Conflict is a familiar happening in children's ministry. You've probably heard the following.
"He called me a name!"
"She won't let me play with them!"
"He's not supposed to be in our group!"
"She took my crayons!"
"He's sitting in my seat and won't get up!"
When conflict happens, here's how to resolve it like a pro.
Take the children who are having the conflict to a place where you can have a private conversation with them. Make sure there is another adult with you. (never be alone with a child)
Have the kids cool down. Ask them to take a few deep breaths and take the deep breaths with them. This helps release some of the stress and tension they are feeling.
Have one of the children share why he or she is upset with the other person.
- If they child starts sharing with you, re-direct them to share with the other child. (Example - If the child says "she wouldn't let me play with..." - stop the child and have him or her tell the other child - you wouldn't let me play with...) This is teaching them to use direct communication which follows Matthew 18.
- Have the other child then rehearse back to the child what he or she said. (Example - "You said I wouldn't let you play with us.")
- Next let the other child talk and share about why he or she acted that way. (Example - I didn't let you play with us because I hadn't seen her in 3 weeks and wanted to spend time with her.)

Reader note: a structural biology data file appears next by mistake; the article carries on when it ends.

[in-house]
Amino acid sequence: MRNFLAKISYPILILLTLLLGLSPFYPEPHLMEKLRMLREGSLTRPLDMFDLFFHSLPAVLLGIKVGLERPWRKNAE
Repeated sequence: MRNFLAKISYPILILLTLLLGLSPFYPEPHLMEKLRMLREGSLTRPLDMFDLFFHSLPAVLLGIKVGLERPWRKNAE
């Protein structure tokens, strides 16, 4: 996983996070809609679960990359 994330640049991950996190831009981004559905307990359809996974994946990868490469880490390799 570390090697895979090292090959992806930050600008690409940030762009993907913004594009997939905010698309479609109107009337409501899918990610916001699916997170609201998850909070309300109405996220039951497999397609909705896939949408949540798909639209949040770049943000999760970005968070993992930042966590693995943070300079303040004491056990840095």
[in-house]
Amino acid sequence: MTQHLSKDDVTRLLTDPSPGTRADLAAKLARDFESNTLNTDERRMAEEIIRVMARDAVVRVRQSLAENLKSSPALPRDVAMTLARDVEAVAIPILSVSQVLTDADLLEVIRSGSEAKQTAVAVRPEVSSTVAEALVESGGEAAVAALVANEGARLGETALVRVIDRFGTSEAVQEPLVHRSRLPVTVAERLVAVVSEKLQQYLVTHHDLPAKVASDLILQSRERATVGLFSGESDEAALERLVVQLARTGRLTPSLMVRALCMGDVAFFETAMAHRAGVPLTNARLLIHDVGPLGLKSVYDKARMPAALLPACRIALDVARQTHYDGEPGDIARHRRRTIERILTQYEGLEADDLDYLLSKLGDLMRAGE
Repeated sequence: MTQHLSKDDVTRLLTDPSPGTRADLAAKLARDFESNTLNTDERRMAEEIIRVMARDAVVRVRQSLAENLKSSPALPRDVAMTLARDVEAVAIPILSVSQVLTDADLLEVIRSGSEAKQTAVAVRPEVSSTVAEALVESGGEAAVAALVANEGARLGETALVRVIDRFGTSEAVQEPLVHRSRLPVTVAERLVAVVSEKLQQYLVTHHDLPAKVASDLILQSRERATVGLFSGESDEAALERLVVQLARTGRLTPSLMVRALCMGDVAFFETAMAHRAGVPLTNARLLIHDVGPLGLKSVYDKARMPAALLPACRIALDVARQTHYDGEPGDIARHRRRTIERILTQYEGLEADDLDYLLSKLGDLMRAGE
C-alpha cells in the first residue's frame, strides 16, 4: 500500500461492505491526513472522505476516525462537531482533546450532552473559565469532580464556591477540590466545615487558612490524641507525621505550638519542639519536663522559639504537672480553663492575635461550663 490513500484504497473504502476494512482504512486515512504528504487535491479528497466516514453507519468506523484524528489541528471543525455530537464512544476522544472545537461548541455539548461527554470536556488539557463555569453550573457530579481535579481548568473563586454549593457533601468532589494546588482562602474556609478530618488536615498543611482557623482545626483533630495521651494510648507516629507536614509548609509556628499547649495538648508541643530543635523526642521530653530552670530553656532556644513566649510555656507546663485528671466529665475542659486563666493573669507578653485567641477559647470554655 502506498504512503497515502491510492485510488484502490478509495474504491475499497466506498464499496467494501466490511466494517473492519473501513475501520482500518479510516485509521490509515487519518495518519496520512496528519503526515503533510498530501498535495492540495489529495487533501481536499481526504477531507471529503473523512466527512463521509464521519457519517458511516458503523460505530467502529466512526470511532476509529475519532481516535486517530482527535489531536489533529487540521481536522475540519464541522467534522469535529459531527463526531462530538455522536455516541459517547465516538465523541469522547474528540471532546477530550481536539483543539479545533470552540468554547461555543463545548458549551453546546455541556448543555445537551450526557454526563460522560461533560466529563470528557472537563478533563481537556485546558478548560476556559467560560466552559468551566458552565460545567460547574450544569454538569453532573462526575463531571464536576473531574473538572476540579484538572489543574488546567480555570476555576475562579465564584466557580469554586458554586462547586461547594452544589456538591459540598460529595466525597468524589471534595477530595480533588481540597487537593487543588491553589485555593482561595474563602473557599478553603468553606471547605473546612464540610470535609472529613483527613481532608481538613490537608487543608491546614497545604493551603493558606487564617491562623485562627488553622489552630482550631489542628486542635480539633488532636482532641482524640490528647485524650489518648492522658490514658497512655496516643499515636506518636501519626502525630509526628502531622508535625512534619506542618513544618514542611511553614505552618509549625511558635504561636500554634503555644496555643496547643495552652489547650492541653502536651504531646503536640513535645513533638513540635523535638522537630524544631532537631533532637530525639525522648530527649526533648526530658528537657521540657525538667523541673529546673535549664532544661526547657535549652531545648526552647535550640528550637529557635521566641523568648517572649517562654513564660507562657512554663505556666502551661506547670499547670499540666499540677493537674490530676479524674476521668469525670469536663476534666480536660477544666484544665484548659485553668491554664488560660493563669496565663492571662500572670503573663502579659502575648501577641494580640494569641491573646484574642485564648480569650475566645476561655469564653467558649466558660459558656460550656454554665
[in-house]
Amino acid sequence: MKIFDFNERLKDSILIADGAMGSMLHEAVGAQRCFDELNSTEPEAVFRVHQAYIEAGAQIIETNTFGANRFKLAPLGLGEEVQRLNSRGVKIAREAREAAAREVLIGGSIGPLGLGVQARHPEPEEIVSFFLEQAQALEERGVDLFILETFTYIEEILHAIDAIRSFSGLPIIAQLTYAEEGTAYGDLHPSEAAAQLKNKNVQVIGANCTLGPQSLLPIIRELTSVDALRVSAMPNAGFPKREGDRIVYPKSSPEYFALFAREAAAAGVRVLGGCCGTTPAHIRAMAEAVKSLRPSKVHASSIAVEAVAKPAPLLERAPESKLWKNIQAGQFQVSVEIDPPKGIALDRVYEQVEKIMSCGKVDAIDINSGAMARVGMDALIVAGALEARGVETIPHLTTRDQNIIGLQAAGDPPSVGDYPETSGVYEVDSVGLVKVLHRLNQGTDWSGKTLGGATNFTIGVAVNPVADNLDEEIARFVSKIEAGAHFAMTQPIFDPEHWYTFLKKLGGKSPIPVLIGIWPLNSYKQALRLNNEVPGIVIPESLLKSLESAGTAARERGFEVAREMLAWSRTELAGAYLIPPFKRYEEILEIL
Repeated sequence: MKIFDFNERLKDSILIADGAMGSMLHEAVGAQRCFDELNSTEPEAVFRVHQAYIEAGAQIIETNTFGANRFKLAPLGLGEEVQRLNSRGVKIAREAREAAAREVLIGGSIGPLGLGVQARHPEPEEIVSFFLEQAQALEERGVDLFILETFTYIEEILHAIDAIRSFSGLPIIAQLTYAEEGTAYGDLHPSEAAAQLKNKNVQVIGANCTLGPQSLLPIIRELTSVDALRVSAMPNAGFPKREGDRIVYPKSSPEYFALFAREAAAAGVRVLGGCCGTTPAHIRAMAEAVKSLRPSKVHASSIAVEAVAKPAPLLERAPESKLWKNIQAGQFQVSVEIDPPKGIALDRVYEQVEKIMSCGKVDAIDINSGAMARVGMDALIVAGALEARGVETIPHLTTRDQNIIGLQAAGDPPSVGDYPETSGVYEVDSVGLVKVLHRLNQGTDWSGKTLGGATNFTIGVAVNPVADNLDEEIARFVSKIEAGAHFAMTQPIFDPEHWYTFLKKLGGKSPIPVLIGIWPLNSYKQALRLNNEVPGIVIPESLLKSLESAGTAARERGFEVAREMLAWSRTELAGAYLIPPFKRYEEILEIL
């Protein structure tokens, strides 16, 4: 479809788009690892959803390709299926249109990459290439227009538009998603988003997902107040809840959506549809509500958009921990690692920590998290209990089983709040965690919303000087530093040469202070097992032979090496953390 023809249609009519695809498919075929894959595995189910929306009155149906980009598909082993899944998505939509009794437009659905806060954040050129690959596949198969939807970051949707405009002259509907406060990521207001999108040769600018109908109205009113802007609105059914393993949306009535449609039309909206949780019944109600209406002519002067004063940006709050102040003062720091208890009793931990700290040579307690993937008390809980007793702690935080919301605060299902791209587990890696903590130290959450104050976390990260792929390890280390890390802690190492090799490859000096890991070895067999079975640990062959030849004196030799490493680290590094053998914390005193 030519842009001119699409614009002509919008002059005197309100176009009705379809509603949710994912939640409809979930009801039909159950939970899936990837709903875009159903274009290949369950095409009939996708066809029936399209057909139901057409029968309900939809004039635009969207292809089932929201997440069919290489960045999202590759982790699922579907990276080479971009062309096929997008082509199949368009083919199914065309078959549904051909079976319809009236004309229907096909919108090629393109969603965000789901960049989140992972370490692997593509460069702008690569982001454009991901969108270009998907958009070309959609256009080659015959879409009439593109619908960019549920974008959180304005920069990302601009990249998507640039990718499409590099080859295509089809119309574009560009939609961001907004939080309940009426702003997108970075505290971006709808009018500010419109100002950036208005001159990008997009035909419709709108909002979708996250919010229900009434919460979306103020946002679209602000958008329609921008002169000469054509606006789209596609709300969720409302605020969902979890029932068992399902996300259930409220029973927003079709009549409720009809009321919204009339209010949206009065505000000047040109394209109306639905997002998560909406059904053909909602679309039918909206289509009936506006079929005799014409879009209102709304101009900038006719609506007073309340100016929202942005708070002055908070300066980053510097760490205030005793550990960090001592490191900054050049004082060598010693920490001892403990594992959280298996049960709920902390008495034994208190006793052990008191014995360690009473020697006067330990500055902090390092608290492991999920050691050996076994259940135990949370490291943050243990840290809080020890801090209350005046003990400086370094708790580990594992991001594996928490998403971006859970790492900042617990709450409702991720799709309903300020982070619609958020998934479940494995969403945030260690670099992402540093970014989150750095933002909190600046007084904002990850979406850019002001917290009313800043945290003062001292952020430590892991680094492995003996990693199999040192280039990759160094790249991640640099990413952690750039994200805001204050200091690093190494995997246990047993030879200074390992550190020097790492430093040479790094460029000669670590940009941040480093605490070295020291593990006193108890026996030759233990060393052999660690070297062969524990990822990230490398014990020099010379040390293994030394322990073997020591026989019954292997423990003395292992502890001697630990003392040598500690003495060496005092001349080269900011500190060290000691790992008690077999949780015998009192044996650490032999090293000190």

- Give both kids a last opportunity to share their thoughts or view.
- Ask them how they can come to an agreement. The goal is for them to come up with a mutual understanding. If they cannot, then you can step in and guide the conversation as needed.
- Once they've come to an agreement, encourage them to forgive each other if it is needed.
- Make it a teachable moment. (If it involves forgiveness - share with them what God's Word says about it. If it involves treating others with respect - share with them what God's Word says about it.)
- Pray with them.
- Once they are back in the environment, observe and see if the conflict has been completely resolved. Is the child including the other child play in the group now? Are they getting along?
- If the incident involved physical conflict (hitting, pushing, etc.), then fill out an incident report and bring it to the attention of the parents when they come to pick-up. Do this with the parents separately.
Your turn. The floor is yours. What other tips do you have for helping kids resolve conflict? Share with us in the comment section below.